to raise the prices of petroleum, oil, and natural gas by 1-13%,
Demokratsiya and Pari reported. The new prices become effective on 1
May. The same day, electricity prices will go up by 41%. Standart
reported that a 15-20% price increase for drinking water is also
expected to be announced this week. Chairman of the National Commission
for Prices Dimitar Grivekov told 24 chasa that the new fuel prices are
due to high crude oil prices on the international market and the strong
U.S. dollar. Meanwhile, Krastyo Petkov, chairman of the Confederation of
Independent Trade Unions in Bulgaria, in a letter to Prime Minister
Videnov published in Trud, blamed the cabinet, writing it has "led
Bulgaria into new financial bankruptcy." -- Stefan Krause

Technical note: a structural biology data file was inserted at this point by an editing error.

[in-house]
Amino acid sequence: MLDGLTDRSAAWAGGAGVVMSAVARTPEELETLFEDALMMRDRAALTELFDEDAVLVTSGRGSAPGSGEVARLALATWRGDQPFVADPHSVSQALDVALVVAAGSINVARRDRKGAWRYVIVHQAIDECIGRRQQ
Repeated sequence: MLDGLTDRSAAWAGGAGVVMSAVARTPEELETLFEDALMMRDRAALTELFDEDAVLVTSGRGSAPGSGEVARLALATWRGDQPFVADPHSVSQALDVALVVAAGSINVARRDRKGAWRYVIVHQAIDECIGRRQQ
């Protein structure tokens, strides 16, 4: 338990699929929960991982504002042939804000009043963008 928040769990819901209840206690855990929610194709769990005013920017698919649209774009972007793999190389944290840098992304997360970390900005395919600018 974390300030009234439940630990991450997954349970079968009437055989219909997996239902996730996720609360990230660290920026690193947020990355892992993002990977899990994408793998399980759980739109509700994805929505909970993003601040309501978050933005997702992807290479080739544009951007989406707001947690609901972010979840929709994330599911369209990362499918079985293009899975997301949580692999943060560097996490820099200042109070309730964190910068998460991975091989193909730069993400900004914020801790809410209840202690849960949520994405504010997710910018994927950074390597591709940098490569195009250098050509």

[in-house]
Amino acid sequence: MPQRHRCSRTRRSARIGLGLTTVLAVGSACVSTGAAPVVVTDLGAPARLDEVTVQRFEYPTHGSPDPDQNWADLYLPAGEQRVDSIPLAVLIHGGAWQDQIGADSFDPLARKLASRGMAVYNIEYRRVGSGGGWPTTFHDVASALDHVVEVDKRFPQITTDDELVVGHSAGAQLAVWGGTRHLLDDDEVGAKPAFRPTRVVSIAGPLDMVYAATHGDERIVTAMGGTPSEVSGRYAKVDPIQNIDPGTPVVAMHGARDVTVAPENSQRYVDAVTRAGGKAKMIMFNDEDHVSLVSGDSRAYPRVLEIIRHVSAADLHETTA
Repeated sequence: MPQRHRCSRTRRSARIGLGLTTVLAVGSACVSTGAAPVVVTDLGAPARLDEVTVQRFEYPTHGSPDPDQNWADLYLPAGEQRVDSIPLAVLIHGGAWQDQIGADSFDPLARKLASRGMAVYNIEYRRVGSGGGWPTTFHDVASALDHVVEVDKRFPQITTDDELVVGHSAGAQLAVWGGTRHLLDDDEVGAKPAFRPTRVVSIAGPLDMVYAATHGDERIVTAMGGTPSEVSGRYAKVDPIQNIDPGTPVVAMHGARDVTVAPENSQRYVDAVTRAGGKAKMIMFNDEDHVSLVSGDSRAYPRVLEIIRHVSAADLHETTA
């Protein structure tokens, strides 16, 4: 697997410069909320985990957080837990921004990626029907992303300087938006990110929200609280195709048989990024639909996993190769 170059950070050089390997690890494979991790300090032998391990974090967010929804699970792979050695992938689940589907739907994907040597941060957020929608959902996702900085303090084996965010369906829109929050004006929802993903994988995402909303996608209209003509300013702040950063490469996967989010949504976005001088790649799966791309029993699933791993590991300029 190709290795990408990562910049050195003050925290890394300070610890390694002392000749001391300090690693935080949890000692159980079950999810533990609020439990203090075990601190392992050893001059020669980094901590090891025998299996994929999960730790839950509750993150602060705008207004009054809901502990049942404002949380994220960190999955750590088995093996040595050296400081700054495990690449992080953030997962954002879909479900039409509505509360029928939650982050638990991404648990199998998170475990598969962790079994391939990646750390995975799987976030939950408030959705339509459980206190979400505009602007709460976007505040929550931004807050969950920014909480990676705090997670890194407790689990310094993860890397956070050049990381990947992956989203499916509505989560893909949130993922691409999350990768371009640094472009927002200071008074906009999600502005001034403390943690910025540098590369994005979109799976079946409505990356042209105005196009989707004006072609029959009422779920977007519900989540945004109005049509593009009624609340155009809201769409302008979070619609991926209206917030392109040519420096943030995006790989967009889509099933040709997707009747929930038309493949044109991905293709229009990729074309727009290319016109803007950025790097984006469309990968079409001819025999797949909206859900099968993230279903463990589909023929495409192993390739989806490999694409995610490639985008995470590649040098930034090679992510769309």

ALBANIAN FLEET ON STRIKE IN DURRES. Albanian trade fleet workers in
Durres have gone on strike, demanding 20% of the profit from a recent
sale of 25 ships. The sale was a step toward privatizing the fleet, but
the workers are claiming profit-sharing rights as shareholders in the
fleet. Head of the government privatization agency, Niko Glozheni said
the law is unclear on the workers' share-holding rights. The workers are
now demanding that the State Control Commission investigate the case,
Gazeta Shqiptare reported on 30 April. -- Fabian Schmidt

[As of 12:00 CET]

Compiled by Jan Cleave

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            Copyright (c) 1996 Open Media Research Institute, Inc.